For its price, the 14-megapixel Lumix SZ7 and its 10x zoom lens are capable of turning out some nice pictures.
For such a small camera, the Panasonic Lumix DMC-SZ7 has a lot going for it.
The ultracompact point-and-shoot weighs about the same as a smartphone, but has a 10x zoom lens and a 14-megapixel MOS sensor that supports full HD movie capture at 60i in AVCHD (it'll shoot MP4, too), and it shoots fast thanks in part to Panasonic's latest autofocus system, which keeps shutter lag very low.
All of that, very good photo and video results, and a reasonably low price make it a nice choice as a grab-and-go camera for automatic snapshots.
However, you probably won't want to go without a fully charged battery, and, while I liked its photo quality overall, it might not meet everyone's needs and expectations.
Depending on what your plans are for its photos, the Panasonic Lumix DMC-SZ7's shots are either very good to excellent or unusable. If you're looking to use its 14-megapixel resolution to enlarge pictures to full size and heavily crop in, don't buy this camera (or most other point-and-shoots). Things just don't look great when viewed at 100 percent.
However, those viewing on a screen at less than 100 percent or making prints up to 8.5x11, which is probably the majority of buyers, will be really happy with the results.
Looking at its pictures closely, you'll see subjects are somewhat soft and noisy even at the camera's lowest ISO sensitivities where things should be their sharpest. As you go up in ISO, such as when you're shooting in low light, you'll pick up more noise, particularly yellow blotches. Panasonic's JPEG processing has gotten much better at these higher ISOs, making them usable. Things definitely get worse at ISO 1600 and above, however, so you'll want to avoid using them whenever possible. Also, subjects generally look soft above ISO 200; if it's something you're sensitive to, you can always sharpen somewhat with editing software. (You can read more about picture quality in the slideshow above.)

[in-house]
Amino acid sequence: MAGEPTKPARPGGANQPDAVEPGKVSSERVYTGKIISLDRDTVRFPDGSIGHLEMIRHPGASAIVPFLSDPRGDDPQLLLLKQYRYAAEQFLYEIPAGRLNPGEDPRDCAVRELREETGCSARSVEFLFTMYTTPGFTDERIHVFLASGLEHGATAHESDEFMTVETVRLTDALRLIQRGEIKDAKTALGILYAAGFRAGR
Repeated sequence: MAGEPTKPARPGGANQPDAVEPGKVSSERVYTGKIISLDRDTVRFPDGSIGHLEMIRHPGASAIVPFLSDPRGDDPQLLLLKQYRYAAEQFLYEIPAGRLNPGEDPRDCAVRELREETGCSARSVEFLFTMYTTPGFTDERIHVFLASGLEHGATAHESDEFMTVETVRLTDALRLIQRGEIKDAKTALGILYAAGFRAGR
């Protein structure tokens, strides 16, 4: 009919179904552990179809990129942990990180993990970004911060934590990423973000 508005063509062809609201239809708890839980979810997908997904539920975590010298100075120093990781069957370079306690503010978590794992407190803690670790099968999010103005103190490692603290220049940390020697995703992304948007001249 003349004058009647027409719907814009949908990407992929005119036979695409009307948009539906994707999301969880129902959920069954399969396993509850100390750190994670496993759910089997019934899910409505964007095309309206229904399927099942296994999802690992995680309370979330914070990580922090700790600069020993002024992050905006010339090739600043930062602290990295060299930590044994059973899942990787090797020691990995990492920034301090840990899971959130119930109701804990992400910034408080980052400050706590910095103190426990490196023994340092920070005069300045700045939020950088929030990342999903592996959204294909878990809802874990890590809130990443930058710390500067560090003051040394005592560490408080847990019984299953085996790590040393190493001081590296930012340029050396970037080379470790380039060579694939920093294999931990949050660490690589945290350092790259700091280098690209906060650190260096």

Video quality is very good, with limited ghosting on fast-moving subjects. Judder, too, is minimal when panning the camera. Basically all the pluses and minuses of the camera's photo quality are true for movies as well. That includes blown-out highlights in bright scenes.
Note: We recently updated our testing methodology to gauge slightly more real-world performance, so the results aren't necessarily comparable with previous testing. Until we're finished refining our procedures we will not be posting comparative performance charts.
Probably the biggest reason to get the SZ7 is its shooting performance. About the only thing it does somewhat slowly is power up; from off to first shot takes about 2.1 seconds. After that it's very fast at 0.7 second from shot to shot. Using the flash drives the shot-to-shot time up to 2.5 seconds, but that's still very good for this category.
Shutter lag -- the time from pressing the shutter release to capture without prefocusing -- is just 0.3 second in good lighting. In low-light conditions it goes up to 0.5 second and zooming in under the same conditions will extend the lag to just less than 1 second. For this class of camera at its price, these are excellent times.
The SZ7 is also excellent for burst shooting. Panasonic claims it can shoot in four-shot bursts at 10 frames per second at full resolution, and it basically hit that in my tests, reaching 9.7fps. However, that's with focus and exposure set at the first shot. What sets the SZ7 apart from similar cameras is that it can capture at 5fps with autofocus; most competing models don't even offer that as an option, and if they do, they aren't nearly this fast.
Design and features
The DMC-SZ7 looks like a shrunken, slimmed-down version of its longer-zoom linemates, the ZS19 and ZS20. Despite being just less than an inch thick, the SZ7 still has plenty of zoom range, going from an ultrawide-angle 25mm to 250mm. Plus, the camera is so lightweight, you can easily slip it in a pocket and not feel weighed down.
|Key specs||Panasonic Lumix DMC-SZ7|
|Dimensions (WHD)||3.9 inches by 2.4 inches by 0.9 inch|
|Weight (with battery and media)||4.8 ounces|